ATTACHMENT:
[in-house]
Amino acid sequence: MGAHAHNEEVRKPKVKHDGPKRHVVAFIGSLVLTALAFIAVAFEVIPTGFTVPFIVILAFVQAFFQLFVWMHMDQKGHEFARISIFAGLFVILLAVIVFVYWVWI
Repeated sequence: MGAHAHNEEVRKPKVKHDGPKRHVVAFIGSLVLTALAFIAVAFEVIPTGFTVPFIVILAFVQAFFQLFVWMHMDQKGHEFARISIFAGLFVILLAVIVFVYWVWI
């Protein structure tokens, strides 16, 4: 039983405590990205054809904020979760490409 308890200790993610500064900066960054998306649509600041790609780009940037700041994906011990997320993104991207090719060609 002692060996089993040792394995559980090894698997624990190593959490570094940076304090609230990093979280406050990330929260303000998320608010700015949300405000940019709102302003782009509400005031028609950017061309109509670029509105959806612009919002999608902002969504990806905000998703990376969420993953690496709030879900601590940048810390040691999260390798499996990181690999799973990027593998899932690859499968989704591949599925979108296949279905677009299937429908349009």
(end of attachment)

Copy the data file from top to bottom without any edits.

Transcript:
[in-house]
Amino acid sequence: MGAHAHNEEVRKPKVKHDGPKRHVVAFIGSLVLTALAFIAVAFEVIPTGFTVPFIVILAFVQAFFQLFVWMHMDQKGHEFARISIFAGLFVILLAVIVFVYWVWI
Repeated sequence: MGAHAHNEEVRKPKVKHDGPKRHVVAFIGSLVLTALAFIAVAFEVIPTGFTVPFIVILAFVQAFFQLFVWMHMDQKGHEFARISIFAGLFVILLAVIVFVYWVWI
């Protein structure tokens, strides 16, 4: 039983405590990205054809904020979760490409 308890200790993610500064900066960054998306649509600041790609780009940037700041994906011990997320993104991207090719060609 002692060996089993040792394995559980090894698997624990190593959490570094940076304090609230990093979280406050990330929260303000998320608010700015949300405000940019709102302003782009509400005031028609950017061309109509670029509105959806612009919002999608902002969504990806905000998703990376969420993953690496709030879900601590940048810390040691999260390798499996990181690999799973990027593998899932690859499968989704591949599925979108296949279905677009299937429908349009």